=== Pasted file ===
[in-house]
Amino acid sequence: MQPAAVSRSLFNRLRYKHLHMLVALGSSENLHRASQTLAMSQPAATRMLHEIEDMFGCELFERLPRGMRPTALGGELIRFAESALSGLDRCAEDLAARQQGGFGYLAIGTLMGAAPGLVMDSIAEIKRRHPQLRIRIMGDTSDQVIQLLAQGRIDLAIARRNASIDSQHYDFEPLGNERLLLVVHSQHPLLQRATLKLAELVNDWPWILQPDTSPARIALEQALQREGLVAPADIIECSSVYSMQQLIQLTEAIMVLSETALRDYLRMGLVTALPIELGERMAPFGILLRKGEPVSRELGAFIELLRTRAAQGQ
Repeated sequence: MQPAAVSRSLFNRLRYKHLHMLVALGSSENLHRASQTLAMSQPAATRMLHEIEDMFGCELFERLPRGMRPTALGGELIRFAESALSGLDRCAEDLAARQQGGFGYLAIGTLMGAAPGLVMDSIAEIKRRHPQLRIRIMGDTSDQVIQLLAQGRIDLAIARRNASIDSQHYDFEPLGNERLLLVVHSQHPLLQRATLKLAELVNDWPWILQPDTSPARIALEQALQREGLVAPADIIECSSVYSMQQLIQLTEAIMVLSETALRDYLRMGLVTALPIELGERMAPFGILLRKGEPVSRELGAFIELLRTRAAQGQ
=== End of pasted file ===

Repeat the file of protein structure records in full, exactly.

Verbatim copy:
[in-house]
Amino acid sequence: MQPAAVSRSLFNRLRYKHLHMLVALGSSENLHRASQTLAMSQPAATRMLHEIEDMFGCELFERLPRGMRPTALGGELIRFAESALSGLDRCAEDLAARQQGGFGYLAIGTLMGAAPGLVMDSIAEIKRRHPQLRIRIMGDTSDQVIQLLAQGRIDLAIARRNASIDSQHYDFEPLGNERLLLVVHSQHPLLQRATLKLAELVNDWPWILQPDTSPARIALEQALQREGLVAPADIIECSSVYSMQQLIQLTEAIMVLSETALRDYLRMGLVTALPIELGERMAPFGILLRKGEPVSRELGAFIELLRTRAAQGQ
Repeated sequence: MQPAAVSRSLFNRLRYKHLHMLVALGSSENLHRASQTLAMSQPAATRMLHEIEDMFGCELFERLPRGMRPTALGGELIRFAESALSGLDRCAEDLAARQQGGFGYLAIGTLMGAAPGLVMDSIAEIKRRHPQLRIRIMGDTSDQVIQLLAQGRIDLAIARRNASIDSQHYDFEPLGNERLLLVVHSQHPLLQRATLKLAELVNDWPWILQPDTSPARIALEQALQREGLVAPADIIECSSVYSMQQLIQLTEAIMVLSETALRDYLRMGLVTALPIELGERMAPFGILLRKGEPVSRELGAFIELLRTRAAQGQ